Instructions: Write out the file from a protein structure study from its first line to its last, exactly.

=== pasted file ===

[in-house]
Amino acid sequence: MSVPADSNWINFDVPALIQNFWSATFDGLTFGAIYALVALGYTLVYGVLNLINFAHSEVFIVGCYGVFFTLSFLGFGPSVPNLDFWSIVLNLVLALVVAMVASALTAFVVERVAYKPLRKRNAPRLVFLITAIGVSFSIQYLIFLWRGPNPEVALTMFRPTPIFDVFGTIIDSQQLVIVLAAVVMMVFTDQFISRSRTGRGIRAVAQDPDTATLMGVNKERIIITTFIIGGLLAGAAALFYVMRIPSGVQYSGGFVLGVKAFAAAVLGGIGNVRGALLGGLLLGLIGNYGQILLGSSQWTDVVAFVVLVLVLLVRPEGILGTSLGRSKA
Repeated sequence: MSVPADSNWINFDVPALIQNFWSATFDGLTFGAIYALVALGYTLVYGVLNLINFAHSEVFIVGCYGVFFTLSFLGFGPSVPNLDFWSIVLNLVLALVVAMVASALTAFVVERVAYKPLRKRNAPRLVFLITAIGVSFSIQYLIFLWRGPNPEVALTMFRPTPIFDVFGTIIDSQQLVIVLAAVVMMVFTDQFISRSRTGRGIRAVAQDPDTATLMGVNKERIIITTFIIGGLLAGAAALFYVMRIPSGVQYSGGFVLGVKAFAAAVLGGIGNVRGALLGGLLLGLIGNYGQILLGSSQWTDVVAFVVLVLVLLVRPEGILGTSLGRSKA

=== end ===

[in-house]
Amino acid sequence: MSVPADSNWINFDVPALIQNFWSATFDGLTFGAIYALVALGYTLVYGVLNLINFAHSEVFIVGCYGVFFTLSFLGFGPSVPNLDFWSIVLNLVLALVVAMVASALTAFVVERVAYKPLRKRNAPRLVFLITAIGVSFSIQYLIFLWRGPNPEVALTMFRPTPIFDVFGTIIDSQQLVIVLAAVVMMVFTDQFISRSRTGRGIRAVAQDPDTATLMGVNKERIIITTFIIGGLLAGAAALFYVMRIPSGVQYSGGFVLGVKAFAAAVLGGIGNVRGALLGGLLLGLIGNYGQILLGSSQWTDVVAFVVLVLVLLVRPEGILGTSLGRSKA
Repeated sequence: MSVPADSNWINFDVPALIQNFWSATFDGLTFGAIYALVALGYTLVYGVLNLINFAHSEVFIVGCYGVFFTLSFLGFGPSVPNLDFWSIVLNLVLALVVAMVASALTAFVVERVAYKPLRKRNAPRLVFLITAIGVSFSIQYLIFLWRGPNPEVALTMFRPTPIFDVFGTIIDSQQLVIVLAAVVMMVFTDQFISRSRTGRGIRAVAQDPDTATLMGVNKERIIITTFIIGGLLAGAAALFYVMRIPSGVQYSGGFVLGVKAFAAAVLGGIGNVRGALLGGLLLGLIGNYGQILLGSSQWTDVVAFVVLVLVLLVRPEGILGTSLGRSKA